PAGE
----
Figure 3. 

Oviposior of adult female.


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Male terminalia: tergal ratio about 1.19; claspers about 0.44 mm long, flattened, posterior surface with a distinct carina from near base to apex of teeth; lateral margin beyond teeth convex, carinate; extreme apex narrow, abruptly turned posteriorly; teeth about at middle. The only species with thoracic pattern and wing pattern closely resembling this species is Anastrepha bistrigata Bezzi. Lateral half of brown stripe on mesoscutum from transverse suture to scutellum denuded in Anastrepha striata; brown stripe wholly setose in Anastrepha bistrigata.

White and Elson-Harris (1994) state that Anastrepha striata is separated from the other species with a complete Anastrepha type wing pattern by the short (under 2.0 mm) aculeus with a non-serrate apex and U-shaped pattern on the scutum.

Anastrepha striata is the only species of Anastrepha in which the mating behavior is known to include trophallaxis (passing of a substance from the male to the female via the mouthparts) (Norrbum 2001).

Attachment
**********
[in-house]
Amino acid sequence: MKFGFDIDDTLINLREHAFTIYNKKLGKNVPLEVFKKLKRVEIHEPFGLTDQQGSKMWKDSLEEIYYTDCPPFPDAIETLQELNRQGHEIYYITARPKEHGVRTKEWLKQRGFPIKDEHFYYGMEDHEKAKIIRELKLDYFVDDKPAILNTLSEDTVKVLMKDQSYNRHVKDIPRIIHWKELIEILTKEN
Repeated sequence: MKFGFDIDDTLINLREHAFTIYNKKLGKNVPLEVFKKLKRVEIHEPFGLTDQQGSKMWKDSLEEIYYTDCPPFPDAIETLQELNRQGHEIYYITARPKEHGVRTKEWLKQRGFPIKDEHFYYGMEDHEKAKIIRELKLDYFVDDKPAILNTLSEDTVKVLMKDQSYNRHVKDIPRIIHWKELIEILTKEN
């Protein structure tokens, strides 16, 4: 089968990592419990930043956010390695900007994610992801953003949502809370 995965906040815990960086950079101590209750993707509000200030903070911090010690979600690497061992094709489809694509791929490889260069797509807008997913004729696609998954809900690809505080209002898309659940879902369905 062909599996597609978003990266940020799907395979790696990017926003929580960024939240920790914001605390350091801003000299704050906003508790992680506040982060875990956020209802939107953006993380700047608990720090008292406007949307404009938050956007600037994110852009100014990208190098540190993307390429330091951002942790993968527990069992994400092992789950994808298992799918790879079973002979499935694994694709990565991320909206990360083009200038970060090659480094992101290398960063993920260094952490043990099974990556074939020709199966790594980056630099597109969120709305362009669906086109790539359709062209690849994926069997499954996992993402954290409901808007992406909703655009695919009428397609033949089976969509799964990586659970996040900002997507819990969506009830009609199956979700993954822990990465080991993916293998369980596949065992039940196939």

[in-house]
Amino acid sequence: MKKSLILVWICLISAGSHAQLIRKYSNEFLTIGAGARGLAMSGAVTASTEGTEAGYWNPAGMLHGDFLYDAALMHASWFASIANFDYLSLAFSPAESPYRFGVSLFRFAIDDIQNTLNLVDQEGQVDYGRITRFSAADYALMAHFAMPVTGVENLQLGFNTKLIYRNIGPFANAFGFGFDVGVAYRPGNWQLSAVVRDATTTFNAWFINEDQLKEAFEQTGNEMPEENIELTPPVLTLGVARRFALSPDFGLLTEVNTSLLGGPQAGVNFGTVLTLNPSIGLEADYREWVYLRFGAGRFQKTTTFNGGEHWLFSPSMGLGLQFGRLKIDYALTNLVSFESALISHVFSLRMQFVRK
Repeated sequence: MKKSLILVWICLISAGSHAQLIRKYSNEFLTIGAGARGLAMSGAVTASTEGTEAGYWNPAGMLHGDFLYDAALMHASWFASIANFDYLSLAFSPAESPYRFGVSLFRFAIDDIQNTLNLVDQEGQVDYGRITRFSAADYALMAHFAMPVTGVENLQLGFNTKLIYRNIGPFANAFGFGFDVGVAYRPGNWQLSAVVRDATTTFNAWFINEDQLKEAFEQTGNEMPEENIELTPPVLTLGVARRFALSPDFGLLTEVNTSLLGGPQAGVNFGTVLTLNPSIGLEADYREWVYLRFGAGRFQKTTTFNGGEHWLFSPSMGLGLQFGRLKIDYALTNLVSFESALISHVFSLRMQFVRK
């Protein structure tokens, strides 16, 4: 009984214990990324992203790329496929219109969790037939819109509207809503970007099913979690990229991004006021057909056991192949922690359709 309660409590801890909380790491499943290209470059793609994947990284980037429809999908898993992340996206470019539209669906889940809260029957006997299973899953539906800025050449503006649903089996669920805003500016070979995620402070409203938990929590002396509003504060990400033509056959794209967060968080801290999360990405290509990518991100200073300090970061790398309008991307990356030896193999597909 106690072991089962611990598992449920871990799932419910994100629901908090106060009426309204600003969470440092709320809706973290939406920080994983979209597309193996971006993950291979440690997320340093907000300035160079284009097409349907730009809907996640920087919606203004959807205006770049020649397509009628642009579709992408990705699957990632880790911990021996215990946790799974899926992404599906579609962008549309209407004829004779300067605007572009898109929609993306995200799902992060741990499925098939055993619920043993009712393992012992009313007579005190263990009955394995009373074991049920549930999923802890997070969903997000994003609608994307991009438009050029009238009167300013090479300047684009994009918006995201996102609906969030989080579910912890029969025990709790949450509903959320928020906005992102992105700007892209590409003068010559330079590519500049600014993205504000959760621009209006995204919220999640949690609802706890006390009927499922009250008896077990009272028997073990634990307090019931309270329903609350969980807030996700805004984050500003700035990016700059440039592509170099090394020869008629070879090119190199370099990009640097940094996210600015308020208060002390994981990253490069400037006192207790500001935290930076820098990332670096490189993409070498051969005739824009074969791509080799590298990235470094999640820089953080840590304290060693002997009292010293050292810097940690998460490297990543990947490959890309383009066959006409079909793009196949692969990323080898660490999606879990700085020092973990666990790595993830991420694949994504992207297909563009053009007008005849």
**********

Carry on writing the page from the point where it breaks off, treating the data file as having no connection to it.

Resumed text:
Egg

Figure 4. 

Egg of the guava fruit fly, Anastrepha striata compared with other common Anastrepha species.


Credit:

Division of Plant Industry


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Larva

The larva is a typical, pale yellowish-white fruit fly maggot, cylindrical in shape, with inconspicuous head and 11 body segments, which are not clearly separable into thoracic and abdominal regions.

Figure 5. 

Third instar larva, lateral view.


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The larval head is a compound structure appearing as a single small segment with no definite head capsule. The oral cavity is composed of a longitudinal cavity which contains two black mouth hooks that move up and down. Outer portions of hooks protrude from preoral cavity, and bases articulate with pharyngeal skeleton. Shape of hooks and form of pharyngeal skeleton provide useful identification characters, as do buccal carinae. Anastrepha striata has eight to nine buccal carinae.

Figure 6. 

Pharyngeal skeleton and mouth hooks, lateral view.


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Figure 7. 

Head, lateral view, showing buccal carinae and anterior spiracle.